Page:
On March 8, people from across the country will participate in “A Day Without A Woman,” an action designed to highlight the enormous value that women add to our society and economy – to families, workplaces, businesses, communities, and the broader economy – while receiving lower wages and facing greater inequities, discrimination, and barriers to advancement and economic security. This strike, a follow-up to the historic Women’s March on Washington, falls on International Women’s Day, a global day honoring the social, political, and economic contributions of women globally and calling for progress towards gender parity.
Why YWCA USA is participating
YWCA USA supports the continued work and activism taking place to protect the rights of women and girls in our country, especially those who are most marginalized. We recognize and support “A Day Without A Woman” as an opportunity to speak in one voice for the rights of women, speak out for gender equality in the workforce, and highlight the critical role that women play in our economy. Together we can raise awareness about policies that perpetrate oppression and highlight the reality that our economy is reliant on the labor of women.
At the same time, we recognize that the women we are most reliant on in our economy, such as caretakers, domestic workers, home-care workers, and low-wage workers, among others, face the most risk should they take an entire day to strike. For these women, who are predominantly women of color, their economic security is made more tenuous due to a number of factors, such as lack of worker protections, low wages, and lack of workplace leave policies. For many women, missing a day of work can mean the difference between food on the table and an empty refrigerator. Many of these women likely won’t be able to participate in a full-day strike due to the nature of their jobs or economic insecurity. As this statement from the Women’s March organizers notes:
We recognize that some of the 82% of women who become moms, particularly single mothers, may not have the option of refusing to engage in paid work or unpaid child care on March 8th. Many mothers have always worked and in our modern labor force, almost half of all households are women-lead, yet motherhood remains the number one predictor of poverty and a woman’s earning potential is diminished further with each child. We strike for them.
Many women in our most vulnerable communities will not have the ability to join the strike, due to economic insecurity. We strike for them.
We also recognize that many women, like many of the 12,000 YWCA workers across the country, provide critical services and support for their communities. In YWCAs across the country, these workers provide housing, childcare, domestic violence and sexual assault services, job training programs, and other crucial services to more than one million individuals every year. We recognize how powerful striking is – especially when it impacts the bottom line – but for many women workers, striking may mean a hotline call isn’t answered or nurses’ station is left empty. As the strike organizers note,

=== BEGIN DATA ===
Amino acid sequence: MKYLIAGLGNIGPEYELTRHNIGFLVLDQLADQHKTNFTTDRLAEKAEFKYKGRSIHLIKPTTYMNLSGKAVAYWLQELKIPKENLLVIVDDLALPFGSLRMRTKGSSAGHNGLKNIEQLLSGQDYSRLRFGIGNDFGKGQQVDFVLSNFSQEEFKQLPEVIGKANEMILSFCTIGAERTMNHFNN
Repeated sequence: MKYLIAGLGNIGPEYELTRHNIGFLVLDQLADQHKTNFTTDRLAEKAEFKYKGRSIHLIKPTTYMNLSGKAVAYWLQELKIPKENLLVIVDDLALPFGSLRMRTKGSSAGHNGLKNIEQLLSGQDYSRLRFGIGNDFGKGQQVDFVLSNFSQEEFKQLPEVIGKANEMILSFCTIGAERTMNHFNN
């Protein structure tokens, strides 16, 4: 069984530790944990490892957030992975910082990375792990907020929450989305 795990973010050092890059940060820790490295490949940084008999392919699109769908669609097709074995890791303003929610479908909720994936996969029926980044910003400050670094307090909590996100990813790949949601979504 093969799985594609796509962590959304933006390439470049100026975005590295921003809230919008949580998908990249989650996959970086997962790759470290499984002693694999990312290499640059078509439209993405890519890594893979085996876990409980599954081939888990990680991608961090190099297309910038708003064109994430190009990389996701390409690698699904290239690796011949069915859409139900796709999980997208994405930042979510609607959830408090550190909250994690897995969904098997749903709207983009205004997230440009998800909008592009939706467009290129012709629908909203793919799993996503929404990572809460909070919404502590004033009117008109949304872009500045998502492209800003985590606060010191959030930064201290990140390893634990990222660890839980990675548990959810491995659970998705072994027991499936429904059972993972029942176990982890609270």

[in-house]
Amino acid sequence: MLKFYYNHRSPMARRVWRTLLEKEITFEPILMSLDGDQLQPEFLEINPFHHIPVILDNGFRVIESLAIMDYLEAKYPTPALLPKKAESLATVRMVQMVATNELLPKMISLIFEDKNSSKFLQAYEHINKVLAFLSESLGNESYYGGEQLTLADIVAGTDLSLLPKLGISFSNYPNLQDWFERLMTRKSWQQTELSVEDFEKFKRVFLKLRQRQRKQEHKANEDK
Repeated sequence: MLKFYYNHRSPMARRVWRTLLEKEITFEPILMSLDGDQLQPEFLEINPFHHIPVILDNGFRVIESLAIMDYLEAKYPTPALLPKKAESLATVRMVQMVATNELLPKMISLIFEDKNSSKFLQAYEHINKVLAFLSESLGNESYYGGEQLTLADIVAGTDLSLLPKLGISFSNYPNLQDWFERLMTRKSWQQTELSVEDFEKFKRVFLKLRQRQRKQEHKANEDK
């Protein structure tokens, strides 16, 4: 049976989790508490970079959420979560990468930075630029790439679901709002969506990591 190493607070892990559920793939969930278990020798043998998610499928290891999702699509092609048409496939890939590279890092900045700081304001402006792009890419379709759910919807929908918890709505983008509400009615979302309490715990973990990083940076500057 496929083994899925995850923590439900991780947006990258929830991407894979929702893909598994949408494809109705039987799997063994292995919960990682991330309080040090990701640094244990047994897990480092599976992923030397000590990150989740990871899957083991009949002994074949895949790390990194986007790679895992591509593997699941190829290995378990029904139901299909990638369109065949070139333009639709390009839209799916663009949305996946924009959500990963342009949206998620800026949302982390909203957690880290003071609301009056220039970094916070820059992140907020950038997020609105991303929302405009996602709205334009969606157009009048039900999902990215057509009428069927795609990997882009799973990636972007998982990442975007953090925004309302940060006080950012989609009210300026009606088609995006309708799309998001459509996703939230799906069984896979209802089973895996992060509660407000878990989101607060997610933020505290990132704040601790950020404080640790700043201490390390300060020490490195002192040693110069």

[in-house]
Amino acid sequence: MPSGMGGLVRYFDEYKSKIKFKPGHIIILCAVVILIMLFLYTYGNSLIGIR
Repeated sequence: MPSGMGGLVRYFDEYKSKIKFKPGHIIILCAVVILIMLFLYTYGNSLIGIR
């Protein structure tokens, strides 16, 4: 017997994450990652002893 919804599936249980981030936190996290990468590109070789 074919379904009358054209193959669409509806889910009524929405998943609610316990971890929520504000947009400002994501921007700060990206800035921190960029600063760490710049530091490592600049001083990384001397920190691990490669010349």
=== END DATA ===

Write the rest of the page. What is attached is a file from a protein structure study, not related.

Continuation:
Many others work jobs that provide essential services, including reproductive health services, and taking off work would come at a great social cost. We recognize the value of their contribution.
As such, YWCA USA will join in solidarity with our allies for equity, justice, and the human rights of women, by showing our support by wearing red on March 8; avoiding shopping and spending money, unless it is at local, women- or minority-owned businesses; and continuing to spread awareness and educating others on issues of racial justice, women’s empowerment and equality.
How you can participate
Anyone, anywhere, can join by making March 8th A Day Without a Woman, in one or all of the following ways:
- Women, if able, take the day off, from paid and unpaid labor.
- Avoid shopping and spending money on this day, unless it’s at small, women- and minority-owned businesses.
- Wear red in solidarity with A Day Without a Woman.
Other ways you can participate could also include donating to organizations and causes that support women, calling your members of Congress, and, if you are able to take the day off work, spend your time volunteering for an organization supporting women and girls of color in your local community. This article and this piece have a few other suggestions.
A Day Without A Woman is one day, but let it be part of our continued commitment to supporting women and recognizing the power we women hold in our economy and society. Let us all commit to acting in solidarity long after the day is over, and continuing to push for policies that make it possible for women, girls, and families to be safe, secure, and successful!
|YWCA USA is on a mission to eliminate racism, empower women, and promote peace, justice, freedom and dignity for all. The organization is one of the oldest and largest women’s organizations in the nation, serving over 2 million women, girls, and their families each year. Learn more: www.ywca.org.|